Taliban is derived from the Arabic word ‘Talib’ which means ‘one who is seeking’ or student. It is generally referred to in context of learning religion. [2] The birth of Taliban took place during the Afghan Jihad when the Pakistani government had openly supported the Hizb-e-Islami led by Pashtun leader Gulbaddin Hikmatiyar expecting him to gain power in Afghanistan and support their strategic interests. When Hikmatiyar could not attain power in Afghanistan, Pakistan created Taliban. This new band of soldiers who came from south Afghanistan and Northwest Pakistan were initially from the religious schools Darul Uloom in Peshawar and the chain of Binori madrassas in Karachi. They were the products of Maulana Fazlur Rehman’s Jamiat Ulema-e-Islam run religious madrassas in NWFP and the Baloch province. By Sep 1996, the Taliban hardliners Sunnis of the Deobandi sect and Afghan young fighters had gained near full control in Afghanistan. This was possible by full co operation and funding by the ISI. [3] Historically, after the Russian occupation of Aghanistan, The American Intelligence agency, the CIA had decide to use the Pakistan intelligence agency, the ISI to organize, finance and train Islamic resistance groups against the Russians. Thousands of them were trained under the supervision of the CIA and sent into Afghanistan to fight the Soviets. [4] When the Soviets withdrew, there was lawlessness and chaos in Afghanistan. Amidst the chaos, the Taliban emerged under the leadership of Mullah Muhammed Omar in Sep 94. They were linked to the political- religious parties like the Jamiat Ulema-e-Islam and breakaway elements of JUI like the Sipah-e-Sahaba Pakistan, Harkatul Mujahedin, Tehrikul Jihad and Jaish-e-Muhammad. Sunnis to the core they were indoctrinated to the core with Sunni Wahabism and salafism. The relevance of this is seen in the fact that the grand aim of Mullah Omar was not so much to grab power but to cleanse the Afghan society. They adopted a rigid interpretation of Sharia and this fuelled Islamic extremism and non muslims. This became Talibans key defining feature and was seen as the hallmark of Talibanisation. This process is also in vogue in SE Asia and is making regions war on terror more difficult in the years to come.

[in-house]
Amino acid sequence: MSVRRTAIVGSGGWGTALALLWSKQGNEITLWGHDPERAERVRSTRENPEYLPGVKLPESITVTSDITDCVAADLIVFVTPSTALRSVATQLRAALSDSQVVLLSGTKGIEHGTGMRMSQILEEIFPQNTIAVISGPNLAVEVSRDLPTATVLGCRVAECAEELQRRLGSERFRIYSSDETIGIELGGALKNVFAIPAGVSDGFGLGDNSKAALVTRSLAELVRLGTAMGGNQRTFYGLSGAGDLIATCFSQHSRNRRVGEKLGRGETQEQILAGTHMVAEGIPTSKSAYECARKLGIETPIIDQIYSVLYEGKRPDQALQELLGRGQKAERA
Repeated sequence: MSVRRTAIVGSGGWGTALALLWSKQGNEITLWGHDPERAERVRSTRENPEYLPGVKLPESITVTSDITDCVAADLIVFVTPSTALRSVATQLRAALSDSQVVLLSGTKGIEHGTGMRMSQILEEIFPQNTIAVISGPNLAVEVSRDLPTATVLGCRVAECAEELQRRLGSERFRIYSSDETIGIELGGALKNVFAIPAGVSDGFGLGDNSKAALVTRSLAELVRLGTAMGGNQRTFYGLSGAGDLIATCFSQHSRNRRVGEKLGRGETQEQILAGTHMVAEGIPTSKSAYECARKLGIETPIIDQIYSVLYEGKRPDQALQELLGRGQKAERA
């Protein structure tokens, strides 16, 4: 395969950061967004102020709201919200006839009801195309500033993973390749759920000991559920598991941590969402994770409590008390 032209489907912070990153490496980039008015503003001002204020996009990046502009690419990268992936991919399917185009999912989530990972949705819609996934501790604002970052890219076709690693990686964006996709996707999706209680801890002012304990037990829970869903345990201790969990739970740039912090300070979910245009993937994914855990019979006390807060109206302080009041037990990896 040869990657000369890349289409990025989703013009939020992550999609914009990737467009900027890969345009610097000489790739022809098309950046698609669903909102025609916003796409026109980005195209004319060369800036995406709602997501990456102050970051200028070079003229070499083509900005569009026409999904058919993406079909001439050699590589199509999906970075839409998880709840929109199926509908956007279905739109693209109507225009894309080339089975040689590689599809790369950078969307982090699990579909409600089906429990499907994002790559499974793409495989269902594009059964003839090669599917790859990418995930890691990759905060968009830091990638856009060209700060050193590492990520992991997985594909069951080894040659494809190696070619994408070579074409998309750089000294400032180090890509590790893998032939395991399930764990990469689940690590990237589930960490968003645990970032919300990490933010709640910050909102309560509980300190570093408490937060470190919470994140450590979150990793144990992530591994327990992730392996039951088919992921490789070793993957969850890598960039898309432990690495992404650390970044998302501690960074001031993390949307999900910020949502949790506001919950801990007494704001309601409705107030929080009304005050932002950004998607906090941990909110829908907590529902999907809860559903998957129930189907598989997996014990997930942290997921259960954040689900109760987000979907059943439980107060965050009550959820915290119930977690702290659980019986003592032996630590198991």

Resurgence of the Taliban

Pakistan and Saudi Arabia were the only two major Muslim countries in the world which had given diplomatic recognition to the Taliban government in Afghanistan. The Saudis, in spite of their commitment to Islamic orthodoxy, were close allies of the U.S. with no particular stake in Taliban. In fact, the Saudi rulers were internally as much antagonistic to Osama, as a possible rallying point against the ruling dynasty itself, as America. That left Pakistan only as the sole diplomatic god father of Taliban in the world. For the US in the war in Afghanistan, attacking Taliban was as good as attacking Pakistan for the simple reason that Taliban was out and out a creation of Pakistan. Its hard core fundamentalist Islamists were the products of Pakistani madrassas in its North West Frontier Province. The area around Peshawar was once described by “The New York Times” as the “University of Jihad.” And the fundamentalist Islamic movement symbolized by Taliban had tremendous appeal among the people of Pakistan. However under US pressure Pakistan publically ended its support for the Taliban in the aftermath of the Sep 11, 2001 attacks. According to Aryn Baker’s 30th June 2008 TIME magazine report, the Taliban in Afghanistan had regrouped after their fall from power and coalesced into resilient rebellion outfits finding sanctuary in the largely lawless tribal areas of Pakistan along the border. The US and the coalition force officials in Afghanistan were always skeptical about the Pakistan Army’s ability and the will of its political leadership to fight the Taliban and Al-Qaeda combine [5] .